On December 24, 1953, Evers married Actress Shirley Ballard; they divorced in September 1966. In 1974, he married Diana James, and they divorced in May 1975. Lucille Maross was "his final partner".
A stint on Broadway led to Hollywood, where his first recurring role was on the 1960 NBC western television series, Wrangler. On June 30, 1960, Evers appeared on NBC's The Ford Show, Starring Tennessee Ernie Ford. He was cast for an episode of the ABC western series, The Rebel ("Miz Purdy", 1961) appearing as George Tess.
Evers made three guest appearances on Perry Mason, including the role of murder victim Stuart Benton in "The Case of the Difficult Detour" (1961), and defendant Roy Galen in "The Case of the Latent Lover" (1964). In "The Case of the Posthumous Painter" (also 1961), he played the defendant's brother.
In the 1963–1964 season, Evers starred as 41-year-old Professor Jason Howe in the 26-episode ABC drama series, Channing, based on life on a college campus. His most enduring role derived from the 1959 B-movie classic The Brain That Wouldn't Die, which was not released until 1962.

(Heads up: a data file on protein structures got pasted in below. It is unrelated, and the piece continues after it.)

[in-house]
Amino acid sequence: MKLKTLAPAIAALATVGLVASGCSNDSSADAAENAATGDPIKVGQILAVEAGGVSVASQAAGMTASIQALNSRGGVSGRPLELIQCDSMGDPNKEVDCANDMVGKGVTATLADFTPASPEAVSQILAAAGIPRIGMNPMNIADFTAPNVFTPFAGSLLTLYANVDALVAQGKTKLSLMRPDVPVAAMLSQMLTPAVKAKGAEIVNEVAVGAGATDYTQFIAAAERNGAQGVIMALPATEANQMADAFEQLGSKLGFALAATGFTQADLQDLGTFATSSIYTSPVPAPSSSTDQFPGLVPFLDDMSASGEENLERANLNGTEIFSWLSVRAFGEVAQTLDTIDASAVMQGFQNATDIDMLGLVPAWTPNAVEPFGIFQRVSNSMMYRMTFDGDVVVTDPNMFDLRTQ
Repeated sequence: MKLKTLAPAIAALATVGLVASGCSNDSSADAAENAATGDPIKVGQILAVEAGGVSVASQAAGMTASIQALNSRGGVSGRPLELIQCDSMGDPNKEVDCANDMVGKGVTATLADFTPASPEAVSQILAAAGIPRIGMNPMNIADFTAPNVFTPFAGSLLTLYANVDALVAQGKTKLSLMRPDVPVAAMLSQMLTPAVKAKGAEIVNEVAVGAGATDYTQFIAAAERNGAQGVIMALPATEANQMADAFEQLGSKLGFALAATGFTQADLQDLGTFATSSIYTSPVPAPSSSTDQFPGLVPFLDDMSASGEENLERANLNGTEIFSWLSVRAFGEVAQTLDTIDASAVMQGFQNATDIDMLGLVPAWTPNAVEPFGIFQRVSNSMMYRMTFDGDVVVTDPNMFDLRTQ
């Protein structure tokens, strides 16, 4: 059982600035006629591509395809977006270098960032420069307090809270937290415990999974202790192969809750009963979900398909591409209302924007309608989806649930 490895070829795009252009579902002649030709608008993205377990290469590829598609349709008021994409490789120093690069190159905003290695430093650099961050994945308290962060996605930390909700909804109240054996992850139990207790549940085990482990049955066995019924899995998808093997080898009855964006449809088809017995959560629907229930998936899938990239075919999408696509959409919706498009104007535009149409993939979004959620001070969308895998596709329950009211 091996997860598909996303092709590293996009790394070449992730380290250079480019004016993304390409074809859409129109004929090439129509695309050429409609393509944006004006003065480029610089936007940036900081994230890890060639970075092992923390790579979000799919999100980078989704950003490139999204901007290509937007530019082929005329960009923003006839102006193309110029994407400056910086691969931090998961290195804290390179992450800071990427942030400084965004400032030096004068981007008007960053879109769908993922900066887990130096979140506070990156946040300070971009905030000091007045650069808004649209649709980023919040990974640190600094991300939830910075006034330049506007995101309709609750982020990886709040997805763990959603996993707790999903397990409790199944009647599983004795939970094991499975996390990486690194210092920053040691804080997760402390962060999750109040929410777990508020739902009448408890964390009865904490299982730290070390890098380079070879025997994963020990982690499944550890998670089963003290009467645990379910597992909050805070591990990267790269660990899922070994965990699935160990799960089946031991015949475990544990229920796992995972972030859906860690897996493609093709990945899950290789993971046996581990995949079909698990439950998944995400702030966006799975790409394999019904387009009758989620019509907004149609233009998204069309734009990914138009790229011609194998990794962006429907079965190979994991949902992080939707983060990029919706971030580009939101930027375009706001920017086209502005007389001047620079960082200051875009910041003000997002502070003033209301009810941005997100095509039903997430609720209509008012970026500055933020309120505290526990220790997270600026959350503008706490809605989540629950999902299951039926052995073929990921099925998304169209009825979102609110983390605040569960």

Evers continued to appear in films and television, in such series as "The Rockford Files", having guest starred with Bruce Lee in the Green Hornet episode "Eat, Drink and be Dead" (1966), but they were of an increasingly minor nature. Evers also appeared as a race car driver and a romantic interest of Doris Martin in The Doris Day Show in 1970. His later films included A Piece of the Action (1977), Claws (1977) and Barracuda (1978), and his final film appearance was in 1990 in Basket Case 2. He returned to New York in his later years.
Evers featured in an episode of the original Star Trek (Wink of an Eye, 1968) about a race of aliens who exist in a hyperaccelerated time frame and briefly take over the starship. The same year he appeared in the films The Green Berets, P.J. and A Man Called Gannon, and also appeared in sci-fi films such as The Illustrated Man (1969) and Escape from the Planet of the Apes (1971).
Evers died of heart failure in Los Angeles on March 13, 2005.